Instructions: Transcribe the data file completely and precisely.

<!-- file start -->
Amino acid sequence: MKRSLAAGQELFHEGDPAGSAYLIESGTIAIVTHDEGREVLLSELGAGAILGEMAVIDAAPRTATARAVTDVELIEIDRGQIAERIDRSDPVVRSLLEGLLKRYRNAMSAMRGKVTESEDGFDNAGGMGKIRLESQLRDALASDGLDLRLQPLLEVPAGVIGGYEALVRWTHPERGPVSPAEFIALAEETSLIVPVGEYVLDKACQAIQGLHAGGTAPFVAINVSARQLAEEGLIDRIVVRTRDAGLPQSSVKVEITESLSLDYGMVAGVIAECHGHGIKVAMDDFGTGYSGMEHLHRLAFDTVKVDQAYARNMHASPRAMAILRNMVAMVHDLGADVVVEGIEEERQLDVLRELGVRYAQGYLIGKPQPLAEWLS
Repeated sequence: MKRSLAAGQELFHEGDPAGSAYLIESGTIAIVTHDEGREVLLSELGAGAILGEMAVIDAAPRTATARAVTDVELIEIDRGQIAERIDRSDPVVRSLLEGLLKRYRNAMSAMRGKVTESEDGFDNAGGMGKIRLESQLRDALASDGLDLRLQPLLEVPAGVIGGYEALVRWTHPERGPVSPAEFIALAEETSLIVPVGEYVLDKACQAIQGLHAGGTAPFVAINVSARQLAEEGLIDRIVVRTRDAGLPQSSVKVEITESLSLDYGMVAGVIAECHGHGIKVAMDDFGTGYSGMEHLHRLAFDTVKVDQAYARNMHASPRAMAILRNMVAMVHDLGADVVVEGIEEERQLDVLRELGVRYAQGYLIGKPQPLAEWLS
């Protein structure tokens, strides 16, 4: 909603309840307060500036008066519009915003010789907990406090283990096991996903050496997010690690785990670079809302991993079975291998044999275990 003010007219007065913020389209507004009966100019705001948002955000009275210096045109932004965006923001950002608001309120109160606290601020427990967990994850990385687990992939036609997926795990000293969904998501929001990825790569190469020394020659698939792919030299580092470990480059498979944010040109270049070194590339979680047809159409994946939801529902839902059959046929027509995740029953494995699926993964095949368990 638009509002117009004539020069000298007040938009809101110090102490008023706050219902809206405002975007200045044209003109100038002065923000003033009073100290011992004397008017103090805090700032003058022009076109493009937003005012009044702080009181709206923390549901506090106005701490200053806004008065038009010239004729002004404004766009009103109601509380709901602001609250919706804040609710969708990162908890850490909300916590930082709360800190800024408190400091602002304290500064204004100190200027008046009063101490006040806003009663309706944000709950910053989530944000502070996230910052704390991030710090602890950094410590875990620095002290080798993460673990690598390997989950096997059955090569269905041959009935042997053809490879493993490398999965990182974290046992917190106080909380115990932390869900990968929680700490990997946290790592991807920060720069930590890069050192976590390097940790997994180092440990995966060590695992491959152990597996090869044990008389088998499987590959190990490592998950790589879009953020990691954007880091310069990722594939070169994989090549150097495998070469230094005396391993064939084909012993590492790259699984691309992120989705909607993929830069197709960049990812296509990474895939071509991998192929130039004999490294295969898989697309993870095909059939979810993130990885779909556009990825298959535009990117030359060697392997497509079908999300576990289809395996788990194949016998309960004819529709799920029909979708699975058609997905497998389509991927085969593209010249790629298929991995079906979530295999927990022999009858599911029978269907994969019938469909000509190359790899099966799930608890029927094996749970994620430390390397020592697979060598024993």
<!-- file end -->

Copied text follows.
Amino acid sequence: MKRSLAAGQELFHEGDPAGSAYLIESGTIAIVTHDEGREVLLSELGAGAILGEMAVIDAAPRTATARAVTDVELIEIDRGQIAERIDRSDPVVRSLLEGLLKRYRNAMSAMRGKVTESEDGFDNAGGMGKIRLESQLRDALASDGLDLRLQPLLEVPAGVIGGYEALVRWTHPERGPVSPAEFIALAEETSLIVPVGEYVLDKACQAIQGLHAGGTAPFVAINVSARQLAEEGLIDRIVVRTRDAGLPQSSVKVEITESLSLDYGMVAGVIAECHGHGIKVAMDDFGTGYSGMEHLHRLAFDTVKVDQAYARNMHASPRAMAILRNMVAMVHDLGADVVVEGIEEERQLDVLRELGVRYAQGYLIGKPQPLAEWLS
Repeated sequence: MKRSLAAGQELFHEGDPAGSAYLIESGTIAIVTHDEGREVLLSELGAGAILGEMAVIDAAPRTATARAVTDVELIEIDRGQIAERIDRSDPVVRSLLEGLLKRYRNAMSAMRGKVTESEDGFDNAGGMGKIRLESQLRDALASDGLDLRLQPLLEVPAGVIGGYEALVRWTHPERGPVSPAEFIALAEETSLIVPVGEYVLDKACQAIQGLHAGGTAPFVAINVSARQLAEEGLIDRIVVRTRDAGLPQSSVKVEITESLSLDYGMVAGVIAECHGHGIKVAMDDFGTGYSGMEHLHRLAFDTVKVDQAYARNMHASPRAMAILRNMVAMVHDLGADVVVEGIEEERQLDVLRELGVRYAQGYLIGKPQPLAEWLS
């Protein structure tokens, strides 16, 4: 909603309840307060500036008066519009915003010789907990406090283990096991996903050496997010690690785990670079809302991993079975291998044999275990 003010007219007065913020389209507004009966100019705001948002955000009275210096045109932004965006923001950002608001309120109160606290601020427990967990994850990385687990992939036609997926795990000293969904998501929001990825790569190469020394020659698939792919030299580092470990480059498979944010040109270049070194590339979680047809159409994946939801529902839902059959046929027509995740029953494995699926993964095949368990 638009509002117009004539020069000298007040938009809101110090102490008023706050219902809206405002975007200045044209003109100038002065923000003033009073100290011992004397008017103090805090700032003058022009076109493009937003005012009044702080009181709206923390549901506090106005701490200053806004008065038009010239004729002004404004766009009103109601509380709901602001609250919706804040609710969708990162908890850490909300916590930082709360800190800024408190400091602002304290500064204004100190200027008046009063101490006040806003009663309706944000709950910053989530944000502070996230910052704390991030710090602890950094410590875990620095002290080798993460673990690598390997989950096997059955090569269905041959009935042997053809490879493993490398999965990182974290046992917190106080909380115990932390869900990968929680700490990997946290790592991807920060720069930590890069050192976590390097940790997994180092440990995966060590695992491959152990597996090869044990008389088998499987590959190990490592998950790589879009953020990691954007880091310069990722594939070169994989090549150097495998070469230094005396391993064939084909012993590492790259699984691309992120989705909607993929830069197709960049990812296509990474895939071509991998192929130039004999490294295969898989697309993870095909059939979810993130990885779909556009990825298959535009990117030359060697392997497509079908999300576990289809395996788990194949016998309960004819529709799920029909979708699975058609997905497998389509991927085969593209010249790629298929991995079906979530295999927990022999009858599911029978269907994969019938469909000509190359790899099966799930608890029927094996749970994620430390390397020592697979060598024993």